Besides the planes combat history, several were used as trainers and base hoppers in the states. Due to the planes low cost and ease of maintenance many of the P-40s remained on bases for pilots to use to acquire hours in. Like most fighters just aft of the cockpit was an internal fuel tank which when removed leaves enough space for another person. Many P-40s have been modified so that they can give rides today. However some P-40s were specifically built as a trainer with a second seat and a second set of controls. This is the TP-40N one of five designed as a trainer and is part of Fantasy of Flight. With Kermit at the controls, you can see how much space there is behind him for someone in training.


Due to the planes unique history spread all over the world, several different markings appear on the planes. In context there are books written solely on these markings and what they mean. While the standard color is Army Olive Drab, the shark jaws is in honor of the AVG, whose planes were infamous for having the design. The red prop hub I believe is a symbol of the RAF. This shot came from the Planes of Fame Airshow in 2014. It is one of the most packed airshows in the United States with dozens of planes in the sky making it something worth seeing.


Most P-40s have some sort of olive drab variation, due to the fact that most were stationed in areas where they would be flying over something green. If an enemy plane was looking down on the P-40, then it should blend in more. However, in North Africa olive drab wasn’t very suitable. This particular P-40N is part of Planes of Fame and is painted in honor of the 325th Fighter Group out of North Africa. They were known for the yellow and black checkerboard pattern on the tail and thus called the Checkerboard Clan. The shark jaws having first been painted on in North Africa after seeing the markings on German planes are also part of the design. While the Allies in North Africa may have been the first to where the famous jaws, it was the Flying Tigers that made it famous.


Among the more unusual of the designs is the “Parrot Head” art work of Warhawk Air Museums P-40N. This particular design started at Napier Fields, Alabama for advanced pilot training. This particular aircraft is in honor of class 43K of Dothan, AL. Like many planes after WWII, there wasn’t much of a need for the P-40. With faster, better fighters on the frontline, the P-40s became rather obsolete with some being sold off to other nations as trainers.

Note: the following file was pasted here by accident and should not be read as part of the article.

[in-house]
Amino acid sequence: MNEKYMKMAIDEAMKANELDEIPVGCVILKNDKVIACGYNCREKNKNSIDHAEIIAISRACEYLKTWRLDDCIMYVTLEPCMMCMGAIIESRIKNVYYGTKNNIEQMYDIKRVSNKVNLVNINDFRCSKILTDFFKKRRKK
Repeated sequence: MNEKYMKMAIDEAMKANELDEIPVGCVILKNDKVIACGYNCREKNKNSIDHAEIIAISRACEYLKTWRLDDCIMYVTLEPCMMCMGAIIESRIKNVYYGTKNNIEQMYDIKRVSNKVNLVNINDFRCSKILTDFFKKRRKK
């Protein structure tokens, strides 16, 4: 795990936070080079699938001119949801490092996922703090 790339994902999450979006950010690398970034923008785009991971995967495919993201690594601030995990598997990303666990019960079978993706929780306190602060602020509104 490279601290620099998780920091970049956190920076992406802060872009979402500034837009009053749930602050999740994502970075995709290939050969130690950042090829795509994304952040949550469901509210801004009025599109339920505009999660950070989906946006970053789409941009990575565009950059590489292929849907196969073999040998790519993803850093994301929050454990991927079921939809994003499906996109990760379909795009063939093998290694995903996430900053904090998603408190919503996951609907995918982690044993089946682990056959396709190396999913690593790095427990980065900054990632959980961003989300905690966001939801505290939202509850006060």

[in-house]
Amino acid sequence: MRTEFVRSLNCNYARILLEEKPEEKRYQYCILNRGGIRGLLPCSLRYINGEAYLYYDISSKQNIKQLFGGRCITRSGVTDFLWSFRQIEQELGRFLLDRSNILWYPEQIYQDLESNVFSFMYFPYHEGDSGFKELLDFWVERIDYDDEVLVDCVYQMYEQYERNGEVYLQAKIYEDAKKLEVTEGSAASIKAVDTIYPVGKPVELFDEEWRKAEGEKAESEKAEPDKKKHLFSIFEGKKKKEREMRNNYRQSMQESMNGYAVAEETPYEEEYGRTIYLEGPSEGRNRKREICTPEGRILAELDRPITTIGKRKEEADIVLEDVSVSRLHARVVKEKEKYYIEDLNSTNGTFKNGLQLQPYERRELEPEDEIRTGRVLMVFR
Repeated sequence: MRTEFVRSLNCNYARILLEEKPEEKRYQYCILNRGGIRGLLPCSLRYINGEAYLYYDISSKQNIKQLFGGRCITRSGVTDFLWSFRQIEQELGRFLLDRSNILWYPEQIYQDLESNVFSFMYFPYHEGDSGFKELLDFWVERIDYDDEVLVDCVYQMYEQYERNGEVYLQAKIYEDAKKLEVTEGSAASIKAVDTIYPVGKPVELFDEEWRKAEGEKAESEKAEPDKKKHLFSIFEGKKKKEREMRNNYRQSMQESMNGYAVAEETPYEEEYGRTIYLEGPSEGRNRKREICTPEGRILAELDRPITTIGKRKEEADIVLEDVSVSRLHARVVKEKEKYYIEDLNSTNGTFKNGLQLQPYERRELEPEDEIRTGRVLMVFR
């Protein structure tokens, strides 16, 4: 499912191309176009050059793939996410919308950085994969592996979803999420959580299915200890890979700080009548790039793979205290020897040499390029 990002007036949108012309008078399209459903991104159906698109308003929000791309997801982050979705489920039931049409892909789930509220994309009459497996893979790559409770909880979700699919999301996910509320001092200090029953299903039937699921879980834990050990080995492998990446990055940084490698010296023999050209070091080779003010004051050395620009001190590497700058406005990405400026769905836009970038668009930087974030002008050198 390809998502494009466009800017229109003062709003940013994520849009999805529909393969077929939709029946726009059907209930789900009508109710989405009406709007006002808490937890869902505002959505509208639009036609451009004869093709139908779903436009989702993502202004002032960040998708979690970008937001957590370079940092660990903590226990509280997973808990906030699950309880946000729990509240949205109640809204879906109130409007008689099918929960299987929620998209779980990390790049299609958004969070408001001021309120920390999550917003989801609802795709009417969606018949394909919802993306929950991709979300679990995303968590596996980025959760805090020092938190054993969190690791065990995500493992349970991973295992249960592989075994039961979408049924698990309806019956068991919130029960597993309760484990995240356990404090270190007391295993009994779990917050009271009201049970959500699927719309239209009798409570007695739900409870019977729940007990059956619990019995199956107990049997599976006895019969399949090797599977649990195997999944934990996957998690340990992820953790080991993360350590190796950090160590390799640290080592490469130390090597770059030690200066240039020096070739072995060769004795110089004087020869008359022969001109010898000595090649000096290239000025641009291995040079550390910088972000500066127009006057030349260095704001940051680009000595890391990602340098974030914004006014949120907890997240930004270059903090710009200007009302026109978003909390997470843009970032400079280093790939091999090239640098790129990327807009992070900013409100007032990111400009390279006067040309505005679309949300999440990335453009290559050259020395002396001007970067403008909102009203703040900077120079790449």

In 1964 when the Reno Air Races began there was a call for the planes again beyond that of airshows and museums. With the added classes of bronze and silver, the unlimited category allowed other WWII fighters to compete without having to achieve speeds of that of a Mustang, Bearcat or Hawker Sea Fury, as those are the most prominent winners of the golf category. Warhawk Air Museum is one of the competitors in the other classes that consistently has brought down one of their warhawks for competition over the years. Both Parrot Head and Shark Jaws as they are affectionately known have been seen racing around the pylons. In 2009 both planes were at the races and in a rare moment they stacked up for a brief second. The shutters were going like crazy as everyone wanted the shot of the two warhawks stacked up.


The P-40 was known as being rugged. It is seen as the same. Whether over land or sea the P-40 looks at home in the sky. It’s history spans the length of the globe with stories from rookie pilots to legendary aces like Claire Chennault and Gregory Boyington. Numerous books have been written about the plane and none of them says it all. It’s history grows everyday as more is discovered and more are restored to fly again. There will always be another chapter to this plane.

To Be Continued
Images Captured with Nikon D3, D4, 24-70 AF-S f/2.8, 70-200 VRII, 200-400 VR, and 500 f/4 VR, on Lexar UDMA Digital Film